The root causes of migration
Migrants flee their home countries for some combination of three reasons: war, oppression, and poverty.
Orbán would like to ignore these causes and simply resist the effects, by any means necessary. But support for democracy is an essential component of any attempt to get at the root of each problem.
With respect to the first, it is a bedrock assumption in international affairs that democracies never make war on one another. Robust democracies are also highly unlikely to descend into civil war, and have proven fairly successful at ending old insurgencies that began or flourished during periods of authoritarian rule. To prevent war and internal conflicts that generate refugees, the world should persistently encourage democratic reform.
Oppression is a major driver of migration, even in “stable” dictatorships that face no war or foreign meddling. Eritrea and The Gambia, for example, account for a highly disproportionate share of the migrants reaching European shores. Both are tiny countries with cruelly oppressive regimes. Democratic change in each would remove at least one important motivation to flee.
Poverty is a factor common to nearly all countries that produce migrants, and it may also be the most difficult problem to address. Democracy alone is not sufficient, as demonstrated by the West African democracies that continue to lose citizens on the trek north. But it is necessary. Trade and aid are ineffective at reducing poverty and maintaining stability so long as officials are unaccountable for corruption, development projects displace residents forcibly or without fair compensation, and businesses and individuals have no recourse to independent courts.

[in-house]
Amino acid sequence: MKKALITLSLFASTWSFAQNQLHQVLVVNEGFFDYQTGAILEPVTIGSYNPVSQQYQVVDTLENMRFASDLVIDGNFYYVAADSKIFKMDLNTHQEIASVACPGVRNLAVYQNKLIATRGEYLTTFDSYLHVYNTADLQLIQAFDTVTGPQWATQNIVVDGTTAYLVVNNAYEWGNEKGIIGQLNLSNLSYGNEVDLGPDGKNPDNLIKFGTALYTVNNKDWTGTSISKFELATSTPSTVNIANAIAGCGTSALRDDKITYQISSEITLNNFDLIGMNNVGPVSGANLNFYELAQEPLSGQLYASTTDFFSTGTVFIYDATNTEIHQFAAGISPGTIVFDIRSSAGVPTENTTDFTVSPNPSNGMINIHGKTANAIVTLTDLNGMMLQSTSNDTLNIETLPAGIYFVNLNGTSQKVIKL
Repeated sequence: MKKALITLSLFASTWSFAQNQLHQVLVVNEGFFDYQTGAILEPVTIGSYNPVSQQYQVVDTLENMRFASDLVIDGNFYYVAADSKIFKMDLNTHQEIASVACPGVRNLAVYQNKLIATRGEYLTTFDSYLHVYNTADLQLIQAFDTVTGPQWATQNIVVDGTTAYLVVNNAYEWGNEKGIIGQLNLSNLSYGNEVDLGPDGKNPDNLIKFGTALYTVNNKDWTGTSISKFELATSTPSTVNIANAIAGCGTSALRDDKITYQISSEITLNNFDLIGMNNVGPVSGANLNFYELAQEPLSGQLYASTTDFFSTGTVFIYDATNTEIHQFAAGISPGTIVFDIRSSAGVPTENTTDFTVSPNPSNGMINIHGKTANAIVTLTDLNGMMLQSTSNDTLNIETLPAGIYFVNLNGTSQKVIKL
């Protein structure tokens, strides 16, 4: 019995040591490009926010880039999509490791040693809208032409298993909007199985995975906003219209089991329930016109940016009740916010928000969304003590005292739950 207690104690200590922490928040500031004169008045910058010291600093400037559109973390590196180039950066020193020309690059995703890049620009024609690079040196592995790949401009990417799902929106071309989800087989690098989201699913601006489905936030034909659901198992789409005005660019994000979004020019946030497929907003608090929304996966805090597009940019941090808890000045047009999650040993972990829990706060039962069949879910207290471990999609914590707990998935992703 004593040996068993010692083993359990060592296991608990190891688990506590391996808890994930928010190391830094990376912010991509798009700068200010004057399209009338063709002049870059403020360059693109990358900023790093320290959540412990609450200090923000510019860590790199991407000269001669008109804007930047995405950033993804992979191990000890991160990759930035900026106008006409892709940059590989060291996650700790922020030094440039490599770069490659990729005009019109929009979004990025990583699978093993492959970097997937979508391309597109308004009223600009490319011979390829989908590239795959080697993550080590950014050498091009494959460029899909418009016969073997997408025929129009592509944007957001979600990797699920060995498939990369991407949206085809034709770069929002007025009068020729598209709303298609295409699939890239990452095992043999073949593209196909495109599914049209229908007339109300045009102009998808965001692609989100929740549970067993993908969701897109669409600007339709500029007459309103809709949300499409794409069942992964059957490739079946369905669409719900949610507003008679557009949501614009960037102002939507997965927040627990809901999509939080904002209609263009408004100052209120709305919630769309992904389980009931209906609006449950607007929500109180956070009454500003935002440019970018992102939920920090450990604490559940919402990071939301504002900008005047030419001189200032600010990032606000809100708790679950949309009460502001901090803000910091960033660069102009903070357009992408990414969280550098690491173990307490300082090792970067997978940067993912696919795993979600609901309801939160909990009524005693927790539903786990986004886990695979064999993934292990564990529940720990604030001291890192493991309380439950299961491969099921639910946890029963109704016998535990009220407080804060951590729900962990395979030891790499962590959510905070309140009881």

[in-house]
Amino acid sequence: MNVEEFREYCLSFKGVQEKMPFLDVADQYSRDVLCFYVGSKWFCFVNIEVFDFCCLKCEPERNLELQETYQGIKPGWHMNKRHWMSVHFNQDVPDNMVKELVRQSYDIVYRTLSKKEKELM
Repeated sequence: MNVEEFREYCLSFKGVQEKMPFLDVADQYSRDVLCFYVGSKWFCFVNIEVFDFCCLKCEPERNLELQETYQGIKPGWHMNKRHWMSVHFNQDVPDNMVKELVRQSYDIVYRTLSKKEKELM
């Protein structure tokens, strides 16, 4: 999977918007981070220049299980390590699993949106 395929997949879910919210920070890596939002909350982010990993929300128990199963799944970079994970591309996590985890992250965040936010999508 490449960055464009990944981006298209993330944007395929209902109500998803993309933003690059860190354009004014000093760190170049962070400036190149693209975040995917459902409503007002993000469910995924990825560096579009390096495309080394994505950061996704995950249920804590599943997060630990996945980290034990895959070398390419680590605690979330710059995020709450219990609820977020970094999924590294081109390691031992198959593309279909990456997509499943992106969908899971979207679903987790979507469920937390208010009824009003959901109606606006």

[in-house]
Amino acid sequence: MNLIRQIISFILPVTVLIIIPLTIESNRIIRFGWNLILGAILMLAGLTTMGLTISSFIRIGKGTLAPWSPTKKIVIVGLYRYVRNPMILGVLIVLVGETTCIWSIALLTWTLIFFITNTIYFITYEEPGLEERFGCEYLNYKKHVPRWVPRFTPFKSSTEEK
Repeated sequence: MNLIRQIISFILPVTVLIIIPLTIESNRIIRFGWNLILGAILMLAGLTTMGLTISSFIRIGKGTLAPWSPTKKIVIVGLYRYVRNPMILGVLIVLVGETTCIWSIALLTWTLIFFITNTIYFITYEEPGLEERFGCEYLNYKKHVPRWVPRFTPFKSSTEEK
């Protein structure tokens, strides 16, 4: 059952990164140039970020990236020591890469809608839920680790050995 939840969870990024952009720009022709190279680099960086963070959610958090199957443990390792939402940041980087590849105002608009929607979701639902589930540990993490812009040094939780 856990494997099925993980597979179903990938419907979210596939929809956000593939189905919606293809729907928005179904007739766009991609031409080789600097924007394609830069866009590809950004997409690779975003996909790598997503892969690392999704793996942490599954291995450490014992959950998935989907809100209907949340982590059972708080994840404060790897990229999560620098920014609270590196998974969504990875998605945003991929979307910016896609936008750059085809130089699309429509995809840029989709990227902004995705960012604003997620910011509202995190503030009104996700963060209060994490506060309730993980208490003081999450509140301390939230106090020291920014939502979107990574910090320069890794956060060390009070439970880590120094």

Defense in depth
A national border is the last, most feeble line of defense for a country seeking to control irregular migration, and Orbán is right in asserting that neighboring states and regions have a role to play.
But he is sadly mistaken if he thinks that a cordon of tyrannical regimes around Europe will bring stability or security. Even if they remained intact over time, such dictatorships would be able to blackmail European democracies, turning from guardians to jailers. And both they and Europe would come to be loathed by the world.
If the Hungarian prime minister needs any further evidence that his vision is wrong, he need only look to the history of his own country. In Hungary, dictatorship crushed a popular uprising. It used soldiers and fences to hold back migrants seeking freedom and opportunity in the West. But eventually it collapsed. It was replaced by democracy. And with foreign help, Hungary became free and more prosperous. As a result, the country now faces the problem of keeping refugees out rather than keeping them in. (Though it has been rather successful at making them feel unwelcome.)
Viktor Orbán began his political career as an opponent of dictatorship in Hungary. Rather than hoping for the stability of oppressive regimes elsewhere, he should be working to extend the benefits of democracy to the wider world, so that those who need them so desperately can find them—as he did—at home.
Analyses and recommendations offered by the authors do not necessarily reflect those of Freedom House.